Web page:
In order to extend their range by making their cars lighter, Lucid Air is one of the first car manufacturers in the world to use hot-formed, high-strength aluminum components. Development and testing occurred in Sweden and Germany, but plans are to start manufacturing components near Lucid’s facility in Casa Grande, Ariz.
A new aluminum casting technique, under vacuum conditions, has been developed by Norwegian aluminum producer Hydro. It is being used to produce aluminum bolts for automotive suspension components. Like BMW, Mercedes has signed an agreement with Hydro for aluminum with a 70% smaller carbon footprint. With all-electric Mercedes vehicles containing almost 1 ton of aluminum, the efficiency of aluminum production gains importance.
Lordstown Motors recently documented a braking defect in their BEV pickup, the Endurance. Apparently, a heat-treatment problem of a washer can result in brake degradation over time.
ID. Buzz courtesy of volkswagen-newsroom.com
As part of a cost-reduction plan, GM will be offering buyouts to most salaried employees and global executives. Being careful to not label the move as layoffs, costs to execute the plan are estimated to be up to $1.5 billion.
In other GM news, it was announced that four plants will share a $918 million cap-ex plan. Investment will be mainly for the production launch of a new, small-block V-8 engine, but it will also be used to increase output of GM’s BEV products. The new V-8 will be the sixth generation of that engine series and the first update since 2013. GM did not offer design details for the new aluminum engine but noted that it will be installed in full-size pickup trucks and SUVs.
Ford Motor Company is building its first new plant in 53 years near Memphis. The $5.6 billion plant will begin manufacturing electric pickup trucks and the batteries that power them in three years. Predictions are that 6,000 workers will be needed to manufacture about 350,000 F-Series plug-in trucks.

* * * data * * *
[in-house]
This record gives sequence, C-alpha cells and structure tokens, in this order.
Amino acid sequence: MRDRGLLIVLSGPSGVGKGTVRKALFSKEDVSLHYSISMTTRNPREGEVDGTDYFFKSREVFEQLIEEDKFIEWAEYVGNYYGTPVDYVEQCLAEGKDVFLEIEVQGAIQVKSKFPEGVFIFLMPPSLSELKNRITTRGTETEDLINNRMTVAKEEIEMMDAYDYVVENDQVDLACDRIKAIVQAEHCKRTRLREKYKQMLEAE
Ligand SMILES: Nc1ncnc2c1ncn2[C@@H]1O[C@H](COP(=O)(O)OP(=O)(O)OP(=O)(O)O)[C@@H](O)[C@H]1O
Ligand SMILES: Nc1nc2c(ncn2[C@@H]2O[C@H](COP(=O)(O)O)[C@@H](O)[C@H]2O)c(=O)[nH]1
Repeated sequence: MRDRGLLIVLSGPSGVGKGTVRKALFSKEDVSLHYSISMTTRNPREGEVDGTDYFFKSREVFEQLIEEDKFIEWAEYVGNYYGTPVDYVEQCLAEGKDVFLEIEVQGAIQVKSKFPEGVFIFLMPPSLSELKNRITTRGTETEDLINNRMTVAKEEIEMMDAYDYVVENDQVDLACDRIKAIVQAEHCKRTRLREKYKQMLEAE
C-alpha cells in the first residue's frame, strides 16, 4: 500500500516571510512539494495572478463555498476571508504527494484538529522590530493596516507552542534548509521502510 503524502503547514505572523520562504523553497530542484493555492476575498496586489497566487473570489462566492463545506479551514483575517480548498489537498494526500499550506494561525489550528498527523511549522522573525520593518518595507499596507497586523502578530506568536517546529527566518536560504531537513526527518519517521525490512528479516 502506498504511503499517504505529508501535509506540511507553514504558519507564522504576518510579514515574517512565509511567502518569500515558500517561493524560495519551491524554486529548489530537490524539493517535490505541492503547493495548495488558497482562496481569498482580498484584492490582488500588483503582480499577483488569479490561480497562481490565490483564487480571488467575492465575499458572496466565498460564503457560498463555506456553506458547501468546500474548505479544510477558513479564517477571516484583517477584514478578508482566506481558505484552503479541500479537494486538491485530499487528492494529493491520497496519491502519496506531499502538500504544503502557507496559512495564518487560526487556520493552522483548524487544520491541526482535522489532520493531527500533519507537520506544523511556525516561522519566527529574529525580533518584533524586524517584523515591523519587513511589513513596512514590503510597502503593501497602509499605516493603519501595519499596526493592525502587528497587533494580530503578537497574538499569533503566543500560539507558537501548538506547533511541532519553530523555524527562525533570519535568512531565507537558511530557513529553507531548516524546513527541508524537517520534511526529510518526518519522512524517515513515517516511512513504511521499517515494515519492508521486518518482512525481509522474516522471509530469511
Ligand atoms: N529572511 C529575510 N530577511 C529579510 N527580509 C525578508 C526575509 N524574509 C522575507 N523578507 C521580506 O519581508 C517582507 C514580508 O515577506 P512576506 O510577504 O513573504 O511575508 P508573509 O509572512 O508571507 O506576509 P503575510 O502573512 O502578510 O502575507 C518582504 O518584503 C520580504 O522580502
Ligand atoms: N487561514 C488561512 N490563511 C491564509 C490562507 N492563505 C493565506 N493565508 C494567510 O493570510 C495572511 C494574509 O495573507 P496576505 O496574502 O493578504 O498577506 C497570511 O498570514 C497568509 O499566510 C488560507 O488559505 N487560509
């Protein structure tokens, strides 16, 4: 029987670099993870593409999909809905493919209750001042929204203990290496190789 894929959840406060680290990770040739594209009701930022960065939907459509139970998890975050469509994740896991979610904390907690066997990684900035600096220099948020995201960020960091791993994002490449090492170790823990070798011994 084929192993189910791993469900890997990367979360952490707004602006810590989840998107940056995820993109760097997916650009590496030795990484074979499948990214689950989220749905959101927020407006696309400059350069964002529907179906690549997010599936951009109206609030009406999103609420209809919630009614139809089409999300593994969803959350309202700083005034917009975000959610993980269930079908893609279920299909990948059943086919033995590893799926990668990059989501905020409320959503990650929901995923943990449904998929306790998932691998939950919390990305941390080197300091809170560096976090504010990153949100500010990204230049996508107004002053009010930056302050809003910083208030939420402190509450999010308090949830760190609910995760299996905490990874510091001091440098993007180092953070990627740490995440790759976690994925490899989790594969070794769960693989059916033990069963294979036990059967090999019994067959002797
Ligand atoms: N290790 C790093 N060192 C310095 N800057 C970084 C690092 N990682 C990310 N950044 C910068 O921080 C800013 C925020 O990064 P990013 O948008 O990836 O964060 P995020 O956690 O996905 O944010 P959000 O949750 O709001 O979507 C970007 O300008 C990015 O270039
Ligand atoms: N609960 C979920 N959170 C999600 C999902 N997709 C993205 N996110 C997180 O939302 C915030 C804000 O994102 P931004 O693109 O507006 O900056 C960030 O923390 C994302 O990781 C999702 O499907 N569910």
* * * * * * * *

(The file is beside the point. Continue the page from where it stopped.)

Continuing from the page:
Nissan is considering replacing their full-size Titan pickup with a smaller all-electric version. If Nissan is the first to market with a smaller electric pickup, they may have a competitive advantage over Ford, Chevy and Ram, which have full-size electric trucks in the works.
In 2022, Toyota defended their title as the world’s top-selling automaker. Volkswagen Group was ranked second.
The Volkswagen Group plans to introduce more than 25 new BEV models through 2030 in North America. Assembly of the all-electric ID.4 compact SUV has ramped up in Chattanooga, Tenn. Were you aware that Volkswagen holds the rights to produce the Scout, formerly an International Harvester product? VW acquired Navistar, International’s successor company, in 2021. Scout Motors Inc. has committed to building its first manufacturing plant near Columbia, S.C. The $2 billion investment will create “4,000 or more permanent jobs” and start up in 2026. The plant expects to produce 200,000 BEVs and SUVs at full capacity.
The German Association of the Automotive Industry is predicting that the ongoing shortage of semiconductors could lead to a global vehicle production drop of 20% by 2026. This equates to around 18 million vehicles.
We learned that Apple filed a patent application for a self-adjusting headlight. Sounds like they might be in the car-making business now. You heard it here first!
Check out May’s podcast for more auto-specific news.